When I can't sleep I make lists in my head, with rules to make me concentrate harder, helping me fall asleep quicker. Like one night I decided to go through the alphabet, listing one work of art I dug for each letter. But I got to Z in no time and was still awake, so I added the restriction that they had to have one-word titles, and no revising, Here's what I came up with as best I can remember, though I only came up with the title. I identify them more fully here:
ARABY, the James Joyce short story
BURN, the movie with Marlon Brando
CANE, the collection of stories and poetry by Jean Toomer
DAWN, the first volume of Theodore Dresier's autobiography
EPISTROPHY, the Thelonious Monk tune played by Eric Dolphy on his lp LAST DATE
FOUR, an early Miles Davis composition, sung by Lambert Hendricks & Ross with lyrics by Jon Hendricks
GLORY, the soundtrack to the movie
HELP, the Beatles song
i, the collection of "six non-lectures" by e. e. cummings
JEZEBEL, the black & white film with Bette Davis, her challenge to "Scarlet O'Hara"
KALAMAZOO, the Glenn Miller tune I first heard on one of my sibling's 78s
LAURA, the tune from the movie with Gene Tierney
MAX, an early poem sequence by Ray DiPalma
NUNS, an early chapbook by Terence Winch
OKLAHOMA, the film of the Rogers & Hammerstein musical
PATERSON, the poem in several volumes by William Carlos Williams
QUARTET, the novel by Jean Rhys
REUNIONS, a poetry collection by Harry E. Northup
SKY, a memoir by Blaise Cendrars
TALES, the early collection of stories by then LeRoi Jones
UNFORGIVEN, the Clint Eastwood movie
V., the first novel by Thomas Pynchon
WOMAN, the first in the series of paintings with that title by Willem de Kooning
X, the chapter in Dante's first book, LA VITA NUOVA, where Beatrice scorns him (& I read for the first of many times as a young man when I was going through a similar stage of my relationship with my own "Beatrice") (yeah, I know, it's a bit of a cheat for the "X")
YOJIMBO, the Kurasawa movie with Toshiro Mifune
Z, the Costa Gravas film
Most often I make elaborately categorized lists of three. The Trinity figured largely in my youth, part of my "race" and faith, from the Holy Trinity I named every time I crossed myself to the shamrock that supposedly symbolized them, or the Holy Family my mother named every time she got exasperated with me, "Jesus, Mary and Joseph", or the three small bedrooms in a house with six children (living) and two adults, or later three children and five adults, (some kids always slept in the half finished attic) or the three main identities I had as an "artist" over the years—musician, poet, actor—or the three kids I have, or etc. etc. I grew up thinking in threes, dividing the world into threes, my life, my work, words, ad infinitum.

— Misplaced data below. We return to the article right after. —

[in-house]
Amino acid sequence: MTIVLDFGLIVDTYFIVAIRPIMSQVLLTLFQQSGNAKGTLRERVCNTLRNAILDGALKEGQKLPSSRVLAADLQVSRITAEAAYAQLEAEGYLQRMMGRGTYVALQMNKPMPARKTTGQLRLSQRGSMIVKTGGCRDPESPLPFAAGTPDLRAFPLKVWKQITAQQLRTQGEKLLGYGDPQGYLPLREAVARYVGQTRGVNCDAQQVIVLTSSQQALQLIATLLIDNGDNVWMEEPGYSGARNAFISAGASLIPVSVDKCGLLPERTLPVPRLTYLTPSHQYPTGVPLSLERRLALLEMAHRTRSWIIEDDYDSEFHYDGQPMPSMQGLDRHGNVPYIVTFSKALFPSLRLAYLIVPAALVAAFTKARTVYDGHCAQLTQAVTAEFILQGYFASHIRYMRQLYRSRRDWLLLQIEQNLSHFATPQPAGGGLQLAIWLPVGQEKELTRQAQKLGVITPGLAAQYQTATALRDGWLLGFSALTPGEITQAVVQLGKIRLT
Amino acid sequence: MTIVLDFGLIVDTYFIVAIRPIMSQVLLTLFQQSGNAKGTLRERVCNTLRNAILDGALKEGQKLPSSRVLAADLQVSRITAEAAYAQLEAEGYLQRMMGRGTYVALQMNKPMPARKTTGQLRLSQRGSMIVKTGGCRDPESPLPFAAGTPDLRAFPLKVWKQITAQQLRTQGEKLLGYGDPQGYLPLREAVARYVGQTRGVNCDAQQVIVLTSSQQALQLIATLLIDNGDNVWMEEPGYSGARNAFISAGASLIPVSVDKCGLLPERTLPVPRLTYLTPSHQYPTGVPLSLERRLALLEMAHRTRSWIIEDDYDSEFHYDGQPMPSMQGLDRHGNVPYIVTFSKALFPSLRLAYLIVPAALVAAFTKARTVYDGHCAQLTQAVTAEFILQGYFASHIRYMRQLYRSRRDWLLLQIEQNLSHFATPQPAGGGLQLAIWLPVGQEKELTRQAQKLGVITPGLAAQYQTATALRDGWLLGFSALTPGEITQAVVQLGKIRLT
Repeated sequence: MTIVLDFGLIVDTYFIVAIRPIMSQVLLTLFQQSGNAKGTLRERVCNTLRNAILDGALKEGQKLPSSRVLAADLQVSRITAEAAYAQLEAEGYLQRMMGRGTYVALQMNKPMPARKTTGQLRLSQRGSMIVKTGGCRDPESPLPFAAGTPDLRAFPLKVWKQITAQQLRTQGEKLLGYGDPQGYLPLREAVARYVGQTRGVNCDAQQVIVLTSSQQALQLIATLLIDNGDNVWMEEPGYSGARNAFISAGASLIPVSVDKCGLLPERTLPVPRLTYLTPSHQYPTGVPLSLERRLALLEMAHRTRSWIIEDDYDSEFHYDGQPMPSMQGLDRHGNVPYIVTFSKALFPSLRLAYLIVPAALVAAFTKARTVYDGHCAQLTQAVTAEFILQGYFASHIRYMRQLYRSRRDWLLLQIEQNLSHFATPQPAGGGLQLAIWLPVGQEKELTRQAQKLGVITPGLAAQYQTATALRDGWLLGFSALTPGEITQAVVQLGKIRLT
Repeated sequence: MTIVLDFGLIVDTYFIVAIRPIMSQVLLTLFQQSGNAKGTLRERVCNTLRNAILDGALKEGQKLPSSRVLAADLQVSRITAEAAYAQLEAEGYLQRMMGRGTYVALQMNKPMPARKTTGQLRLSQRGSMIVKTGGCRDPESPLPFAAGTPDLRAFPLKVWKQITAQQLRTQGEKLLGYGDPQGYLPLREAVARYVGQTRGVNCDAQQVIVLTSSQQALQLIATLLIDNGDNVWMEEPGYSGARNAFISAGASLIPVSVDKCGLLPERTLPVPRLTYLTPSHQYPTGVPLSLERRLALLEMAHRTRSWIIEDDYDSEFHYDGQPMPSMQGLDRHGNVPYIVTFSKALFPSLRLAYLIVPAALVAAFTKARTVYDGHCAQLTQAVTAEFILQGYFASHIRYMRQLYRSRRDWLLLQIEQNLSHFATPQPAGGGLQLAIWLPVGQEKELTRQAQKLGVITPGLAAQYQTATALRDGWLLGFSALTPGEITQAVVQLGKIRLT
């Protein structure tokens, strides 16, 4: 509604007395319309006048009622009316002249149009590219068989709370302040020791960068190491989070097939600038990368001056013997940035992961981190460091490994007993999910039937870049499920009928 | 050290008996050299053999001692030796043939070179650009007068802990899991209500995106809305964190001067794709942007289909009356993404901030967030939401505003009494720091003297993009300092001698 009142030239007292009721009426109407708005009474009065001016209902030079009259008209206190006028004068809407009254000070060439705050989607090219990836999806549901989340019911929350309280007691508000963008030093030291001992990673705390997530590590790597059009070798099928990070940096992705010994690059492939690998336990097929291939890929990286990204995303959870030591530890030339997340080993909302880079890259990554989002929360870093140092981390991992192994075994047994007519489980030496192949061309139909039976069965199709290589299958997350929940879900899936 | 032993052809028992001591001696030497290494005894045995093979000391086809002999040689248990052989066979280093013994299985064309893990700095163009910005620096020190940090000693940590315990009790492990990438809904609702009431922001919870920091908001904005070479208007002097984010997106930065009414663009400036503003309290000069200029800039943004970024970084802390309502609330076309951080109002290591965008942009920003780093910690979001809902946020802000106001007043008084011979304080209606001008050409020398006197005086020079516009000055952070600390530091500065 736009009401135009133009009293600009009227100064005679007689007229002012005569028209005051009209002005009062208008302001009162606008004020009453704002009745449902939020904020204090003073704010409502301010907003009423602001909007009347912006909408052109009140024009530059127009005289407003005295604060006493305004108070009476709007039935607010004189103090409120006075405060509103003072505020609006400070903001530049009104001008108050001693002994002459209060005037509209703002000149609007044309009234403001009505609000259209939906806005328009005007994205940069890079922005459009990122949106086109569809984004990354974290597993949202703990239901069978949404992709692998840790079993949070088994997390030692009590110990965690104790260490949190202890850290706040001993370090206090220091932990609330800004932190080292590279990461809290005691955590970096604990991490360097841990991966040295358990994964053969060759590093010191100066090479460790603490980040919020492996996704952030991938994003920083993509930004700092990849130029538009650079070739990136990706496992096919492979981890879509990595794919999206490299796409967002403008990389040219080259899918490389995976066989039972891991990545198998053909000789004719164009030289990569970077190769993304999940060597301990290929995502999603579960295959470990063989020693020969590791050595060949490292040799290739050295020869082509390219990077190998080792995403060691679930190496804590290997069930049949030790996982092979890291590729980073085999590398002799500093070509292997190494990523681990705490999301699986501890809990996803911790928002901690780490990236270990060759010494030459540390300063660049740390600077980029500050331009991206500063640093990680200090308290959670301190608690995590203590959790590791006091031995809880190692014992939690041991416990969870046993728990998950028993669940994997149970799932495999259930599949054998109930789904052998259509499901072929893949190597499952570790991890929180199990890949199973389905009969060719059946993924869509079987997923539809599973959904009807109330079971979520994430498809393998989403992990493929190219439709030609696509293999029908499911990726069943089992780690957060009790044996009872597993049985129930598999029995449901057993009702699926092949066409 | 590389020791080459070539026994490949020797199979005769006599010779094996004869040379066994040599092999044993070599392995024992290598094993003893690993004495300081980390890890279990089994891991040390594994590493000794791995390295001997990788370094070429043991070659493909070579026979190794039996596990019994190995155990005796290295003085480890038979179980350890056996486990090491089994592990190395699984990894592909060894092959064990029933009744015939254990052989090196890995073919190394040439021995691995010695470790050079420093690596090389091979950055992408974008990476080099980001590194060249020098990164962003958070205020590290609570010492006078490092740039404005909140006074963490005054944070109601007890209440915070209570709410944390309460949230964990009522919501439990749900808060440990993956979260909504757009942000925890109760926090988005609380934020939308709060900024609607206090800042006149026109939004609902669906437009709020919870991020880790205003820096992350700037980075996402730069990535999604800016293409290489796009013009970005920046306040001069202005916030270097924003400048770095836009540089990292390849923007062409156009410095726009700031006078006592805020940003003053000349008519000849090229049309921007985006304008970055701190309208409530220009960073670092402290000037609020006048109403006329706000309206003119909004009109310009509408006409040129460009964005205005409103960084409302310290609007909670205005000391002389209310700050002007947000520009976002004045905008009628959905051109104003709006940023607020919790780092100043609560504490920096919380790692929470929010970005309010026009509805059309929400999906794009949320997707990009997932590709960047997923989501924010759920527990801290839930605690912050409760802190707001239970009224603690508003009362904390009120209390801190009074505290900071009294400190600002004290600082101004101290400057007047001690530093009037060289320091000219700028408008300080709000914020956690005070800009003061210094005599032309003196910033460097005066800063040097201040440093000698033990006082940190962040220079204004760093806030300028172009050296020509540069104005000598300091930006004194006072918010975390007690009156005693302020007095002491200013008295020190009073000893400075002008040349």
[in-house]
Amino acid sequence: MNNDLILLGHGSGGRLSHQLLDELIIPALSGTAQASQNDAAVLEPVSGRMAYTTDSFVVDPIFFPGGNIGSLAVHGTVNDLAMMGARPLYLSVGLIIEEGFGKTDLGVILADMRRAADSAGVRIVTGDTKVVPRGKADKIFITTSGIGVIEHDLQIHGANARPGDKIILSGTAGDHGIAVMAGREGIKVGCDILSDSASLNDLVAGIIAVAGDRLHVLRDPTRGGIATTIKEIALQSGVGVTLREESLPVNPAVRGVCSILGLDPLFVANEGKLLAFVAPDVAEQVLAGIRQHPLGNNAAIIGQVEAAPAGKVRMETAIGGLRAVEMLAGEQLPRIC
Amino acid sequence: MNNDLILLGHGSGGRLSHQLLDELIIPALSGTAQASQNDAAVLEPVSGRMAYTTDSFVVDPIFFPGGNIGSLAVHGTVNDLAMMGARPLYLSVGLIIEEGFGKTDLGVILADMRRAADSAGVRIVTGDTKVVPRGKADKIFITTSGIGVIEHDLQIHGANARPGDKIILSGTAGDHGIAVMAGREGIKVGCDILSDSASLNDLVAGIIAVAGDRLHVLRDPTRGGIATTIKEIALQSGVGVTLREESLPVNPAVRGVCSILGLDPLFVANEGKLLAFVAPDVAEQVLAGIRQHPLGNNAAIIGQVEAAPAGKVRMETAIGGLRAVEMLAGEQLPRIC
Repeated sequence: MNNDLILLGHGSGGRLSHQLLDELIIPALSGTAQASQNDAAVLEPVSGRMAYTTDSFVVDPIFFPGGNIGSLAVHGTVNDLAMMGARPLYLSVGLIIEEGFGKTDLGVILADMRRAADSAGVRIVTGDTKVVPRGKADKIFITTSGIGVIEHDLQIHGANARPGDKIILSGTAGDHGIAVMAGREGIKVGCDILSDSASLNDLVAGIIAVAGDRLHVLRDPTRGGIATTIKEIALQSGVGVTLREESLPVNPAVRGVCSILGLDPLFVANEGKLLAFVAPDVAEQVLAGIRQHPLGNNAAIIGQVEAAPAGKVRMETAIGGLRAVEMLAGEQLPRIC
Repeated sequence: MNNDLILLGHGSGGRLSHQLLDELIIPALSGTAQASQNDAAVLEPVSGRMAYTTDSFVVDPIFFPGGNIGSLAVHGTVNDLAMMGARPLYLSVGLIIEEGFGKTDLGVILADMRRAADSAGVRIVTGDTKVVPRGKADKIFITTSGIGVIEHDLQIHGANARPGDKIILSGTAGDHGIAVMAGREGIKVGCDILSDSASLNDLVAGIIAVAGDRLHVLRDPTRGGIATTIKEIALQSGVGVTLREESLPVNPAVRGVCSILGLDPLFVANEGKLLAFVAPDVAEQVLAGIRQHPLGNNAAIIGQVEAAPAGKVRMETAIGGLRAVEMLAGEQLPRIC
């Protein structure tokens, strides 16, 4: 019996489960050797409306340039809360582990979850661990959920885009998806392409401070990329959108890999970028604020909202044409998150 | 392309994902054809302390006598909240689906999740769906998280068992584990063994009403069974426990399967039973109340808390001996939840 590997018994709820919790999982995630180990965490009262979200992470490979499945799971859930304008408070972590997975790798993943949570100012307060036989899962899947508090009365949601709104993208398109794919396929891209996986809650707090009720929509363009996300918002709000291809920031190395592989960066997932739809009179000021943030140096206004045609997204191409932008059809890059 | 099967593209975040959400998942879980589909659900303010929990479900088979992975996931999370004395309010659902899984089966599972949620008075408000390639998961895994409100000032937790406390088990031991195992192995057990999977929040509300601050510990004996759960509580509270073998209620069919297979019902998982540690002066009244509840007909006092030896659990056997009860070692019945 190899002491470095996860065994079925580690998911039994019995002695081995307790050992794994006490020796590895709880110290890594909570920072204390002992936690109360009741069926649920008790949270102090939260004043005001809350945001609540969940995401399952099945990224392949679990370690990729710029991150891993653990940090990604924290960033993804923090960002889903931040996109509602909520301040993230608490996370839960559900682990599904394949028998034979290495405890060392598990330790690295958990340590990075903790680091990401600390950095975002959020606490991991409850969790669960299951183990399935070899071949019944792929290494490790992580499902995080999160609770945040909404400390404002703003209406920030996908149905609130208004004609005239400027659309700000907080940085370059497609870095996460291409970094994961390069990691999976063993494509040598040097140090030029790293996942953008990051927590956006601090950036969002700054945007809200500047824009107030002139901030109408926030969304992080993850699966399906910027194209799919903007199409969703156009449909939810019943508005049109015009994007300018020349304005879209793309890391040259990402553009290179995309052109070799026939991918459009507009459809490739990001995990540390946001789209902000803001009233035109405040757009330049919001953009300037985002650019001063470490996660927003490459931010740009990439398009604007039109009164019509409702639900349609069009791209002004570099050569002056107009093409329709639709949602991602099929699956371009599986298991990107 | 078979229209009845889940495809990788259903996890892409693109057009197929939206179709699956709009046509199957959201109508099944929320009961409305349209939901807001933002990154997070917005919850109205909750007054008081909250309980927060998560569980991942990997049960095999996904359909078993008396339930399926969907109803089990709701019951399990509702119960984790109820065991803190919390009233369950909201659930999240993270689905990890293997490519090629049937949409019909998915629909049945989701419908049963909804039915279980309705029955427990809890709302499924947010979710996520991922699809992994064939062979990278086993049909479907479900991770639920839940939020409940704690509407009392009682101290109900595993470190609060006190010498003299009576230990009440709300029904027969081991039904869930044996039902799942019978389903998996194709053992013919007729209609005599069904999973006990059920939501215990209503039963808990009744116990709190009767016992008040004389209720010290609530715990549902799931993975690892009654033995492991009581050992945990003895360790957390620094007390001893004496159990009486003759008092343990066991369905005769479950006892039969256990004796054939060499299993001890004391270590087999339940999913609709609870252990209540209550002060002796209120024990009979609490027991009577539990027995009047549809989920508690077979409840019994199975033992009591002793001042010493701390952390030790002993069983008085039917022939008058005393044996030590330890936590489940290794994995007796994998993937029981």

So on sleepless nights when I'm not working some other contrived structure for lists, I make mini-lists of my favorite works of art, subdividing the categories to make room for more and more of what I love, and believe often saved my life.
Like books. I make a list, say, of my three favorite books of prose, but by poets, and then divide that into first "non-fiction"— then split that further into books by authors who aren't personal friends—Walt Whitman's SPECIMEN DAYS, Gary Snyder's EARTH HOUSEHOLD, Michael McClure's SCRATCHING THE BEAT SURFACE—and those that are (or was before he passed, in the case of Haining)—James Haining's A QUINCY HISTORY, Merrill Gilfillan's MAGPIE RISING, Terence Winch's THAT SPECIAL PLACE—then "fiction" left unfurther subdivided as I grow more tired—Rainer Maria Rilke's novel THE NOTEBOOKS OF MALTE LAURIDS BRIGGE, William Carlos Williams' collection of short stories, THE FARMERS' DAUGHTERS, Kenward Elmslie's THE ORCHID STORIES.
By the time I've recalled all these books and thought of the pleasure and comfort and in some cases laughs they've given me, I'm asleep.
On another night I list my three favorite spiritual tomes: Lao Tse's TAO TE CHING, Jack Kerouac's THE SCRIPTURE OF THE GOLDEN ETERNITY, and Hubert Selby Jr's late novel THE WILLOW TREE.
Or my three favorite plays to read in book form: William Saroyan's THE TIME OF YOUR LIFE, Eugene O'Neil's LONG DAYS JOURNEY INTO NIGHT, and Samuel Beckett's WAITING FOR GODOT.
Or three of my favorite books read in the past year or two: Diane diPrima's memoir RECOLLECTIONS OF MY LIFE AS A WOMAN, Mark Terrill's collection of prose poems BREAD & FISH, and Ken McCullough's prose and poetry triptych OBSIDIAN POINT.
Or the three books that mixed poetry and prose and influenced me highly when I was young: Dante's LA VITA NUOVA, Jean Toomer's CANE, and William Carlos Williams' SPRING & ALL.
I made a bunch more last night, before I fell asleep, but can't remember them now. What are your top three...whatevers?